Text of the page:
Call of Duty – Pedestrian Safety Hackathon 2016


This may be a surprise for people who know me well: “Anthony did write a blog post?! And posted it just 3 days after the end of the event?! No way!!!”

Yeah! Writing a blog post is not usually on top of my to-do list. For instance I still haven’t drafted anything since I won the Unearthed Hackathon and it was a month ago. So you may be wondering why I did write this one so quickly. And if you are thinking that I won another hackathon you are wrong. But there is obviously something important enough that triggered my sudden passion for blog posting.

Let’s start with the beginning. Last week end our usual hackathon crew participated to the Pedestrian Safety 2016 challenge organised by the NSW Data Analytics Centre (DAC) at the University of Sydney. Our team DataCake was composed of:

  • William Azevedo (aka “the-nicest-guy-in-the-world”)
  • Pedro Fernandez (aka “everything-is-awesome”)
  • William So (aka “the-big-data-guy”)
  • Anthony So (me aka “pinky-or-the-brain-we-still-do-not-know-which-one-he-is”)

I also would like to mention that Passiona Cottee was also planning to come but couldn’t make it for personal reasons.

The hackathon

What was this hackathon? The main objective was to try to find different ways to tackle the critical problem of pedestrian safety in NSW. DAC did a fantastic job in collecting, preparing and cleaning the different data sets for this challenge. Yeah! I know. They breastfed us. In other hackathons we usually receive a dump of totally unstructured or there is no data at all.  So we were thinking “Cool. No data munging! Easy peasy! We just need to run different Machine Learning algorithms, pick the best performer and that is it!”.

We (as well as the other teams) quickly realised that it wouldn’t be that easy. The first issue we encountered was to get access to the data. It was quite laborious. Due to data privacy concerns, the data sets were put in a Microsoft Azure Blob storage and it was only shared to a specific Virtual Machine (VM) set up specifically for this hackathon. No one in our team was familiar with Azure so when the organisers told us “you have to set up a VM then copy the Blob with Azcopy into your own Blob” it was like they were speaking Finnish to us. We had no clue what was expected from us but we gave it a go and with persistence we succeeded to do it after few hours. I think there was only another team who made it well. Actually a lot of teams dropped off the competition because of this first challenge.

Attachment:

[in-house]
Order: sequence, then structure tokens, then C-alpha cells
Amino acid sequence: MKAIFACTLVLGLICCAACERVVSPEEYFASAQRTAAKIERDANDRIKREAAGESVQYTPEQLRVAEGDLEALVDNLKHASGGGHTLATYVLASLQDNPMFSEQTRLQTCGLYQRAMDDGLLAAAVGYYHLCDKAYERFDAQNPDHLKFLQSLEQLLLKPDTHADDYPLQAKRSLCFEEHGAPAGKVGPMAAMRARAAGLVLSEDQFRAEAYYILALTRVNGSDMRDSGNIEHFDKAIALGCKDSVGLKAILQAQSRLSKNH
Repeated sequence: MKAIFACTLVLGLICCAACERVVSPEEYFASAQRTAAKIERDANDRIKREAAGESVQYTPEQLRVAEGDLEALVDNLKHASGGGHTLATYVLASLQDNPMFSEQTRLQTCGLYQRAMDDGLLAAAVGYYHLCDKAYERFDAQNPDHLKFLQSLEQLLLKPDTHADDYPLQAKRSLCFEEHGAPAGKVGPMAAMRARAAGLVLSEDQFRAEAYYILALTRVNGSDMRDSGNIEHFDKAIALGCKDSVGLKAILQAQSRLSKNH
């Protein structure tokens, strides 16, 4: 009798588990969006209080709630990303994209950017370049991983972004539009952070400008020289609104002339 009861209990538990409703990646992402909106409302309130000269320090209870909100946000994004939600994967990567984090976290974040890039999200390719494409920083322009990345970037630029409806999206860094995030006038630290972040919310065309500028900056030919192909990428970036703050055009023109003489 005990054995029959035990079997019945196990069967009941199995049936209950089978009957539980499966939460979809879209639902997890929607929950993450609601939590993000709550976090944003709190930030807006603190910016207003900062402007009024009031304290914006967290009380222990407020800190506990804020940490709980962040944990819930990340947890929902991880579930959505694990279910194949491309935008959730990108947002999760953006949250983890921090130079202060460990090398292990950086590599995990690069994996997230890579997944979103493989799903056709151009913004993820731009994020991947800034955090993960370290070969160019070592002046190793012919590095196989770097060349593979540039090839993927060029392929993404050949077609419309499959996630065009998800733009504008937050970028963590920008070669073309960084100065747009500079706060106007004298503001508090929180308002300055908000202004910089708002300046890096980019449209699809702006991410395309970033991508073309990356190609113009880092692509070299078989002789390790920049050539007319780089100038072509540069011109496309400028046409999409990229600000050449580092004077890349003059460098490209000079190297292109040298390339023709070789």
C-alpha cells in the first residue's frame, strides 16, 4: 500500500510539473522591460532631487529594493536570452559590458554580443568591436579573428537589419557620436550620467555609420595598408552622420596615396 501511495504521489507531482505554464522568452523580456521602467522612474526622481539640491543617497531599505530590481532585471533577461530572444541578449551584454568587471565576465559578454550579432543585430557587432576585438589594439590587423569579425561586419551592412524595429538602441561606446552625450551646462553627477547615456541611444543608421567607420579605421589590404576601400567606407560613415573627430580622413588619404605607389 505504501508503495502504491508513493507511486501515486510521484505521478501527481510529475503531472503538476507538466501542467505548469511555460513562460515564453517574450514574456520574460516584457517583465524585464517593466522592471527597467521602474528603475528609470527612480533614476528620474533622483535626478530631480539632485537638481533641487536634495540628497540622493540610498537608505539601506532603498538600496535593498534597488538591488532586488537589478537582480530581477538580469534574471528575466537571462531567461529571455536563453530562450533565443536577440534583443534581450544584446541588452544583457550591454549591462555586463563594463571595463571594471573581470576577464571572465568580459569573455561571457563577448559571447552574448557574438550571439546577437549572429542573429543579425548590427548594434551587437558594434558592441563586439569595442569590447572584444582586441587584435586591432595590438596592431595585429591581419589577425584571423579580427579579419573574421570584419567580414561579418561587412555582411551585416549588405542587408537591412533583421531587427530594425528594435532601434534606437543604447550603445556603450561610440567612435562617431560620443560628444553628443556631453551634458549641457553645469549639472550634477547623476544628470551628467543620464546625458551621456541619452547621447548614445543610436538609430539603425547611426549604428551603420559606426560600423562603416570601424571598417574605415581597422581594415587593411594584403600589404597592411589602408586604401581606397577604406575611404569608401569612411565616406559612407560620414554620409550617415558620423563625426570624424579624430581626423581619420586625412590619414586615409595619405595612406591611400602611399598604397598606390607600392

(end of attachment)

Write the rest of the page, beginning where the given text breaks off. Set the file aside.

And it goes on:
This is a just one example of all the issues we found during the week end and trust me there were a lot. But let’s move on directly to the result of this hackathon. There were 2 rounds of presentations: every team had to do a 2 min pitch at the first round and only the 8 finalists had to do a 5 min presentation for the final round. We were not among of the finalists. We were quite disappointed, just like all the other teams who worked very hard during this week end but…after announcing the list of the 8 teams, the judges made a strange announcement: “… We also would like to invite team DataCake to stay for the second round and present us their findings”.

As you can imagine we were very puzzled at that time. We were not short-listed for the final round but we have still been asked to do the final presentation. Most teams in this hackathon presented very innovative and out-of-the box solutions such as a rewarding app for pedestrian, intelligent street sensors or lights. But we were the only team who really tried hard to use the full potential of the data sets provided for answering questions that have not been solved yet such as: Why was there an increase of injuries and fatal accidents in 2015 compared to previous years? How can we reduce these numbers?

During the whole weekend we really forced ourselves to go deep and asked “Why is it happening? Why is it happening? Why is it happening?” every time we found an interesting pattern. We really wanted to understand the true root causes of those accidents. We didn’t want to stay at a descriptive level. We knew the answers were behavioural. We knew there were multiple problems and therefore require different answers and solutions. We did different techniques to do so: machine learning, stats, data visualisation. It didn’t matter which we used the only important point was how can we get to answers of those questions.

For instance we built a classification model on the severity of the accidents involving children but we didn’t use it to make predictions. We used it to identify the important features (and unimportant) for those cases. We found out that some of the variables related to the environment (Primary_hazardous_feature, Surface_condition, Weather…) and to the drivers (Fatigue_involved_in_crash…) were not important. This gave us a good indication that those accidents are mostly related directly to the behaviour of the children. So we kept diving further and further and found 3 postcodes with higher numbers of accidents than others. We focused on those 3 areas and we kept going deeper and deeper. Here are some examples showing how deep we went to find answers: